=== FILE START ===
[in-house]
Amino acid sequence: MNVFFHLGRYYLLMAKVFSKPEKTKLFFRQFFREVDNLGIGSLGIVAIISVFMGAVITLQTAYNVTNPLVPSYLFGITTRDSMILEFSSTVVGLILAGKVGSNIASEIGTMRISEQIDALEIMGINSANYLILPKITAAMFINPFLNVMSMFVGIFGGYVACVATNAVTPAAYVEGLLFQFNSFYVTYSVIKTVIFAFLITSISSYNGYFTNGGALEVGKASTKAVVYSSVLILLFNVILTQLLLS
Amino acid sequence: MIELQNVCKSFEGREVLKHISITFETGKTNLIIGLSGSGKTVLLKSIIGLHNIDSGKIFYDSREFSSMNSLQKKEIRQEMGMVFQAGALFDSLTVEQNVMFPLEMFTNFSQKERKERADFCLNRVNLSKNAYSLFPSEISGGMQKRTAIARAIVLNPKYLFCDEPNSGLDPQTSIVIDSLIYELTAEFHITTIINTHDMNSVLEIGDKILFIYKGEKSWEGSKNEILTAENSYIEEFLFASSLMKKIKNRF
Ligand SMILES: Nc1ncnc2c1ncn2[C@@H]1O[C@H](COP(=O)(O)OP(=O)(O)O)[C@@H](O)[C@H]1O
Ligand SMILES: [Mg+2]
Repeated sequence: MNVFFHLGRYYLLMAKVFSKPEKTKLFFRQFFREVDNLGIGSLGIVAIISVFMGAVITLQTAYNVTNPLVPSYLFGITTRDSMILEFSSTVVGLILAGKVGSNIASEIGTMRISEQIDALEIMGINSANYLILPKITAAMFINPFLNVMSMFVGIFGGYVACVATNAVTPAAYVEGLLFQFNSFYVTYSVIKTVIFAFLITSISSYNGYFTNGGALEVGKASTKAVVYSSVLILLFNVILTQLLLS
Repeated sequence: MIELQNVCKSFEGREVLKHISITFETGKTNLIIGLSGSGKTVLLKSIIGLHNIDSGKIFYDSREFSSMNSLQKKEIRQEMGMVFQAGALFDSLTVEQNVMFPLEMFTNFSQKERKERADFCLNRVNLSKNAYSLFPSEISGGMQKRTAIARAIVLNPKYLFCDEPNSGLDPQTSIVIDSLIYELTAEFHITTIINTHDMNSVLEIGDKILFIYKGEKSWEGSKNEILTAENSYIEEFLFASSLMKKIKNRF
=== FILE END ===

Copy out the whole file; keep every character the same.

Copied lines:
[in-house]
Amino acid sequence: MNVFFHLGRYYLLMAKVFSKPEKTKLFFRQFFREVDNLGIGSLGIVAIISVFMGAVITLQTAYNVTNPLVPSYLFGITTRDSMILEFSSTVVGLILAGKVGSNIASEIGTMRISEQIDALEIMGINSANYLILPKITAAMFINPFLNVMSMFVGIFGGYVACVATNAVTPAAYVEGLLFQFNSFYVTYSVIKTVIFAFLITSISSYNGYFTNGGALEVGKASTKAVVYSSVLILLFNVILTQLLLS
Amino acid sequence: MIELQNVCKSFEGREVLKHISITFETGKTNLIIGLSGSGKTVLLKSIIGLHNIDSGKIFYDSREFSSMNSLQKKEIRQEMGMVFQAGALFDSLTVEQNVMFPLEMFTNFSQKERKERADFCLNRVNLSKNAYSLFPSEISGGMQKRTAIARAIVLNPKYLFCDEPNSGLDPQTSIVIDSLIYELTAEFHITTIINTHDMNSVLEIGDKILFIYKGEKSWEGSKNEILTAENSYIEEFLFASSLMKKIKNRF
Ligand SMILES: Nc1ncnc2c1ncn2[C@@H]1O[C@H](COP(=O)(O)OP(=O)(O)O)[C@@H](O)[C@H]1O
Ligand SMILES: [Mg+2]
Repeated sequence: MNVFFHLGRYYLLMAKVFSKPEKTKLFFRQFFREVDNLGIGSLGIVAIISVFMGAVITLQTAYNVTNPLVPSYLFGITTRDSMILEFSSTVVGLILAGKVGSNIASEIGTMRISEQIDALEIMGINSANYLILPKITAAMFINPFLNVMSMFVGIFGGYVACVATNAVTPAAYVEGLLFQFNSFYVTYSVIKTVIFAFLITSISSYNGYFTNGGALEVGKASTKAVVYSSVLILLFNVILTQLLLS
Repeated sequence: MIELQNVCKSFEGREVLKHISITFETGKTNLIIGLSGSGKTVLLKSIIGLHNIDSGKIFYDSREFSSMNSLQKKEIRQEMGMVFQAGALFDSLTVEQNVMFPLEMFTNFSQKERKERADFCLNRVNLSKNAYSLFPSEISGGMQKRTAIARAIVLNPKYLFCDEPNSGLDPQTSIVIDSLIYELTAEFHITTIINTHDMNSVLEIGDKILFIYKGEKSWEGSKNEILTAENSYIEEFLFASSLMKKIKNRF